Collection highlights

The majority of the Collection is formed by the Galton Bequest, left to College by Galton on his death in 1911.

Family ties and personal effects
The personal effects of Sir Francis Galton

In addition to personal effects, such as his spectacles, membership card to the Times Book Club, and photographs, the Galton Collection also includes a number of objects that relate to the history of his family and notable relations. There is a silhouette drawing of Erasmus Darwin (Galton’s maternal grandfather, who was the paternal grandfather of Charles Darwin), an a letter of indenture for Samuel Tertius Galton, Galton’s father, and a number of genealogies and family trees showing the connections between the Galtons, Darwins, Wedgewoods and others.

Objects from Galton's travels around the world

As a young man, Galton travelled through Eastern Europe — a rare journey for an Englishman travelling alone — to Constantinople before going to Cambridge. In 1845-6 he travelled down the Nile through Egypt to Khartoum and across to the Near East in Beirut, Damscus and Jordan. He joined the Royal Geographical Society in 1850 and two years later mounted an expedition to South West Africa (modern Namibia). He wrote of his journeys in two books: Narrative of an Explorer in Tropical South Africa and The Art of Travel, which gained him fame as a world traveller.

Statistical illustrations

Galton was, first and foremost, a statistician and most of the work he did involved the collection and analysis of raw data, particularly measurements.

The collection includes a quincunx, which demonstrates the law of error and the normal distribution, a series of homemade illustrations of statistical phenomena using cress seeds and pea pods, and Galton’s own counting gloves which were used to gather data for his beauty map of Britain. Karl Pearson, Galton’s close friend and follower, founded the UCL Department of Statistical Science.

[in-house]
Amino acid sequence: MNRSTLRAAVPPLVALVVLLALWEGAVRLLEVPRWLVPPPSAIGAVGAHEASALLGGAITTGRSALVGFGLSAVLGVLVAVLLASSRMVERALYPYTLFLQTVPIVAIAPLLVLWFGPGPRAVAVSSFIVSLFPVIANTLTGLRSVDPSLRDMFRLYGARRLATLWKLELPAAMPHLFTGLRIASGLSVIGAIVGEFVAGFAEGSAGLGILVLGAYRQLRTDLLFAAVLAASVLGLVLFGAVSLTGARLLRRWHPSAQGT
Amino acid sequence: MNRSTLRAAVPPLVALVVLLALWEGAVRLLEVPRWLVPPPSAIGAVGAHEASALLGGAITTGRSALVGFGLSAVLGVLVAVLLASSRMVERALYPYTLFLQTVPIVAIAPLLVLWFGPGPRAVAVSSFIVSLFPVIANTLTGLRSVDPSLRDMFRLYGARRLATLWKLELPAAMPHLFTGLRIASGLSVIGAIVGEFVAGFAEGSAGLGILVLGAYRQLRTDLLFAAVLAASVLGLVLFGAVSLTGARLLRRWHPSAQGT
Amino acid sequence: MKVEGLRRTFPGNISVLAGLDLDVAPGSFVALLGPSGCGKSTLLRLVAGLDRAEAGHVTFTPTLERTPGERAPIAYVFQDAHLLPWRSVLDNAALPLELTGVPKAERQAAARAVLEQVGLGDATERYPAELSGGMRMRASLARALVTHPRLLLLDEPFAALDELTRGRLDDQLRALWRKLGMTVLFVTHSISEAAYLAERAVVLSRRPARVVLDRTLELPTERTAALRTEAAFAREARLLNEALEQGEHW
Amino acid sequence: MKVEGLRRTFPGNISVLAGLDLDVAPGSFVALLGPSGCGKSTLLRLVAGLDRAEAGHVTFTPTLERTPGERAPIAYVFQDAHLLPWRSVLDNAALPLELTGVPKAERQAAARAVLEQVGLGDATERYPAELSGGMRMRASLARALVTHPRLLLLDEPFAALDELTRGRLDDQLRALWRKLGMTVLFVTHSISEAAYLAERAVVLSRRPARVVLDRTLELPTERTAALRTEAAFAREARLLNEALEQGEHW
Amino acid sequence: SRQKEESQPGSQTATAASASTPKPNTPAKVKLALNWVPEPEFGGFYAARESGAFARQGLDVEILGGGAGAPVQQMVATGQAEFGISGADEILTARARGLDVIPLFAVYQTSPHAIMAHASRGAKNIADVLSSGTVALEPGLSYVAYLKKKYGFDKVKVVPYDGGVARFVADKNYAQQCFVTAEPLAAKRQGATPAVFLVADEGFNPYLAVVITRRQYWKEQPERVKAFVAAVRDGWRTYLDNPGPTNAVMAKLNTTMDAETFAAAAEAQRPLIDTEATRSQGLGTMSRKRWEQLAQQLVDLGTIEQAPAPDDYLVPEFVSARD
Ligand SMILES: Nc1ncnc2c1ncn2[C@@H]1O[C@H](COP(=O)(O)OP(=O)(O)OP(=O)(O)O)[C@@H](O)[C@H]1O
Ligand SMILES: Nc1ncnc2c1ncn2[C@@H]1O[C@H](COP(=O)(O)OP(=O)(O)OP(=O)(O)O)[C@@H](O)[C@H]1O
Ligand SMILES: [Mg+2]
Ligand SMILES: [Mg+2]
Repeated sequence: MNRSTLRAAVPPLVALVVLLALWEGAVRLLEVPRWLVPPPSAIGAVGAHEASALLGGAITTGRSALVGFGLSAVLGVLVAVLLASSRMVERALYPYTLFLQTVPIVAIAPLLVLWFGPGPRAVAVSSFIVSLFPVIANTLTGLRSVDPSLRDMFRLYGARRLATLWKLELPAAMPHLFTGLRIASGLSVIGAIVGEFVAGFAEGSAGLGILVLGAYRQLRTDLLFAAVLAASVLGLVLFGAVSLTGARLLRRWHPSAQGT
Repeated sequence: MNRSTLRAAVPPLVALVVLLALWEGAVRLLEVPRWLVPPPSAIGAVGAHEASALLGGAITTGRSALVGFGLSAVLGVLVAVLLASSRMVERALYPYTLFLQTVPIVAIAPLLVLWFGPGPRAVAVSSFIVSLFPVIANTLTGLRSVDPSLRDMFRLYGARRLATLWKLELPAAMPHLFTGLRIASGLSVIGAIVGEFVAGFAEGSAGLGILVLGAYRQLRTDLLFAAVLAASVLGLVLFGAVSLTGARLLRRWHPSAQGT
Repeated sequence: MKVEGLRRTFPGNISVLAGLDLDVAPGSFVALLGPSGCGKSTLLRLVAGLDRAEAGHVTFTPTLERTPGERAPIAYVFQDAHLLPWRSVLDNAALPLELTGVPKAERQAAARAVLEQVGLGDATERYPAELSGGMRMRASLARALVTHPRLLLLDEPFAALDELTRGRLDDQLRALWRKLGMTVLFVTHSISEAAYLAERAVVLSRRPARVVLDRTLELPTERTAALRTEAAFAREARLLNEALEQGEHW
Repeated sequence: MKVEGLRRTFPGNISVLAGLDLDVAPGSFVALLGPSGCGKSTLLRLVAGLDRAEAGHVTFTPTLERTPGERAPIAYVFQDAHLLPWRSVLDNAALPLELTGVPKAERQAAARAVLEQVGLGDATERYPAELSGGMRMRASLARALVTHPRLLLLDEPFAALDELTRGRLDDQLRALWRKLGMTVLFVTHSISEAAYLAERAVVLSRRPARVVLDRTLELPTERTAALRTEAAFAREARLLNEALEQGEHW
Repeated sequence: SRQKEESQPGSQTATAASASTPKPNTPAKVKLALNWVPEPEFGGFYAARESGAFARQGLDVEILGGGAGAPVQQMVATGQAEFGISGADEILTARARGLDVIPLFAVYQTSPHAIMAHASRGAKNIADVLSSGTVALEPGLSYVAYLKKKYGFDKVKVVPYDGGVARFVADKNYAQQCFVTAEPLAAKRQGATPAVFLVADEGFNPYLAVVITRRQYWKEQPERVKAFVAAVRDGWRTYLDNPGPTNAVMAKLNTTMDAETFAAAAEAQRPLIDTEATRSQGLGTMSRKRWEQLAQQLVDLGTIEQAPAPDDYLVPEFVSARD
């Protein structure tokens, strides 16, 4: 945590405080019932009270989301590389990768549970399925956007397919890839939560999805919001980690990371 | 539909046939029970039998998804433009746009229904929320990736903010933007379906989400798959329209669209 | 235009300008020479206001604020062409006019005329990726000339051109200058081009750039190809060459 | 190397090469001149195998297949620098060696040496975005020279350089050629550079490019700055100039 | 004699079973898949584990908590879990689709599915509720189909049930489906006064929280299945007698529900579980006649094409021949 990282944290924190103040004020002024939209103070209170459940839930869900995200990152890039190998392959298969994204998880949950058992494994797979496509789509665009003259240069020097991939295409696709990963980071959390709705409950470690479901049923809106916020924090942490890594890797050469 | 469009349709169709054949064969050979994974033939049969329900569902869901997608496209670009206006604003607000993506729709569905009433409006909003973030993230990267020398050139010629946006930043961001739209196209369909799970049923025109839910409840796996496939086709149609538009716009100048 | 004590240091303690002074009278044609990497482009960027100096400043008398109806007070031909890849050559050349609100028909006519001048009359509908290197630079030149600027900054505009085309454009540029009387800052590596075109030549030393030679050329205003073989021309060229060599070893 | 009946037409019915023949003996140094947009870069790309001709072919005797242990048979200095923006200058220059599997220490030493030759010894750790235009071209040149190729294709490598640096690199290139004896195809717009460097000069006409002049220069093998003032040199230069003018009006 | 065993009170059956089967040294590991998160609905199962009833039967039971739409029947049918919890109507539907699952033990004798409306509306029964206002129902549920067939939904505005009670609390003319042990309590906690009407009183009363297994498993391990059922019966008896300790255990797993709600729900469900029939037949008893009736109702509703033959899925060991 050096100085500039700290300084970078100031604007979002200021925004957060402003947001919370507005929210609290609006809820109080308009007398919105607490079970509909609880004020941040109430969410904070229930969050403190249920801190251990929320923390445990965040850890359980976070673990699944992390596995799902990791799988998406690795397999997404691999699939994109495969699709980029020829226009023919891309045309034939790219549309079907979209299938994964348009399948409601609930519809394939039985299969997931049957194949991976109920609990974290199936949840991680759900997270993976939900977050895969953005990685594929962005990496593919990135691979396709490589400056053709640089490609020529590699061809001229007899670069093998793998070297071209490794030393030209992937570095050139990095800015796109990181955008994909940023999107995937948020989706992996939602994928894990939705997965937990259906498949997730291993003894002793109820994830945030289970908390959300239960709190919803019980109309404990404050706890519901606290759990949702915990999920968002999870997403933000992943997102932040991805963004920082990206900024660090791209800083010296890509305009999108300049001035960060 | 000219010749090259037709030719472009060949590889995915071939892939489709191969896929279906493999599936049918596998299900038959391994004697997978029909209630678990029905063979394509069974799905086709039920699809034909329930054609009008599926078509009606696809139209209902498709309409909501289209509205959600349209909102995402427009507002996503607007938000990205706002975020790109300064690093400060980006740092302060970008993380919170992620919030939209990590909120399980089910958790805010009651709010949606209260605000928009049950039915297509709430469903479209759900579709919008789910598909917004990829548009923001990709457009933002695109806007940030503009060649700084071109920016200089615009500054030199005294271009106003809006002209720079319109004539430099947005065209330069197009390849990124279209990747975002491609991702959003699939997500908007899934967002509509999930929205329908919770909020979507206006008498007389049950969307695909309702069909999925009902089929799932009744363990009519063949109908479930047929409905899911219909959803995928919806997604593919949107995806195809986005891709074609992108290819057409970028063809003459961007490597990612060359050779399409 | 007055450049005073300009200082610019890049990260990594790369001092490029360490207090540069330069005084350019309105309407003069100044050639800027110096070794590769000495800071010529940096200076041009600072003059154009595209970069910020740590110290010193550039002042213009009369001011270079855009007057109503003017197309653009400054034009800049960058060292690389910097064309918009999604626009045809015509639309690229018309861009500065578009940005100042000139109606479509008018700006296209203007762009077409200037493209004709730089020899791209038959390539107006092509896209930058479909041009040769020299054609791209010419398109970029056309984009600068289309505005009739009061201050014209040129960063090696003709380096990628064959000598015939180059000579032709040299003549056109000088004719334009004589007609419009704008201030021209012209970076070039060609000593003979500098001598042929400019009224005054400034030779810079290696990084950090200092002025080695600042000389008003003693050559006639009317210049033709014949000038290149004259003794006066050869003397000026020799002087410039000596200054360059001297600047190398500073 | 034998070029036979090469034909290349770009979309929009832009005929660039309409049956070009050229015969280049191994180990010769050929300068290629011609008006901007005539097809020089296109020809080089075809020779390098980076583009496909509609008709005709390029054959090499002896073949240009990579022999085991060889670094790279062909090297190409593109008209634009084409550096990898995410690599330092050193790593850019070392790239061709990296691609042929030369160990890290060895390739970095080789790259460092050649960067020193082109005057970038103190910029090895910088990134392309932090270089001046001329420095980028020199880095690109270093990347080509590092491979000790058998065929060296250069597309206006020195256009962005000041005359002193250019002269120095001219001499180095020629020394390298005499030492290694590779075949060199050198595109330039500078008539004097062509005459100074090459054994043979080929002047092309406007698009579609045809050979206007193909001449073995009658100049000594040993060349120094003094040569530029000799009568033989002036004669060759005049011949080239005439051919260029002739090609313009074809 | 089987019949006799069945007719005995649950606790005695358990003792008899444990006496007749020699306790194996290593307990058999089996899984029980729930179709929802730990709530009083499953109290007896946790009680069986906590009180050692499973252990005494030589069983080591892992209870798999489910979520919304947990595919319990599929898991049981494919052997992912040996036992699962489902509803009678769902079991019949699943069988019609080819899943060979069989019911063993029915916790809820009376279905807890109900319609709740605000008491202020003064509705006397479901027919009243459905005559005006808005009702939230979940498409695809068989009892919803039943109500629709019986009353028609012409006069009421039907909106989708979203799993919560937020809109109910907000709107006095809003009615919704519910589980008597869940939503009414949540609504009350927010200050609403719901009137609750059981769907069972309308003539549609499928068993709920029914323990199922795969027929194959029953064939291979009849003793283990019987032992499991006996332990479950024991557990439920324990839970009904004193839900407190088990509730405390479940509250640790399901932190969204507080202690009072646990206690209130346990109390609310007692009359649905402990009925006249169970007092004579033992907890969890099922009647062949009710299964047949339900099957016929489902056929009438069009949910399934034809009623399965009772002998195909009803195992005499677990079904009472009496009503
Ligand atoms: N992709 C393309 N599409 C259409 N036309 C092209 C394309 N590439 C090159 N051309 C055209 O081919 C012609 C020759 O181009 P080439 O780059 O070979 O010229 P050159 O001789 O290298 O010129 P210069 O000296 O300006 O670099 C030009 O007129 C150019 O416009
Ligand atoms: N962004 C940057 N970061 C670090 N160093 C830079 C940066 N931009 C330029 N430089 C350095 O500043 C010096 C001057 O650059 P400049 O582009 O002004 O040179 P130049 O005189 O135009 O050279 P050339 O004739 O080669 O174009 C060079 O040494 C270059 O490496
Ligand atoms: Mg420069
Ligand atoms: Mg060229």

Galton's weather map plates and sunshine recorder

Galton served on the Meteorological Council and made significant contributions to the study of weather patterns, including defining the anticyclone. He was the first person to call for the use of maps to illustrate weather conditions across wide geographical areas rather than data tables which could only be understood by specialists.

In the collection, we have the printing plates for the first ever weather map which appeared in The Times on April 1st 1875, and a sunshine recorder.

Anthropometric instruments and scales from the Galton Laboratory

Galton’s main area of interest was heredity. He coined the term ‘eugenics’ to describe the science and idea of breeding human ‘stock’ to give ‘the more suitable races or strains of blood a better chance of prevailing speedily over the less suitable’. His studies in heredity also led to his interest in anthropometrics — the measurement of human features which Galton considered indicators of human ability and behaviour.

To gain enough data to make statistically valid conclusions, Galton established the Anthropometric Laboratory at the London International Health Exhibition of 1885. Over 9,000 visitors paid a small fee to be measured and for a copy of their data. They were tested with a wide range of devices many of which Galton had devised himself.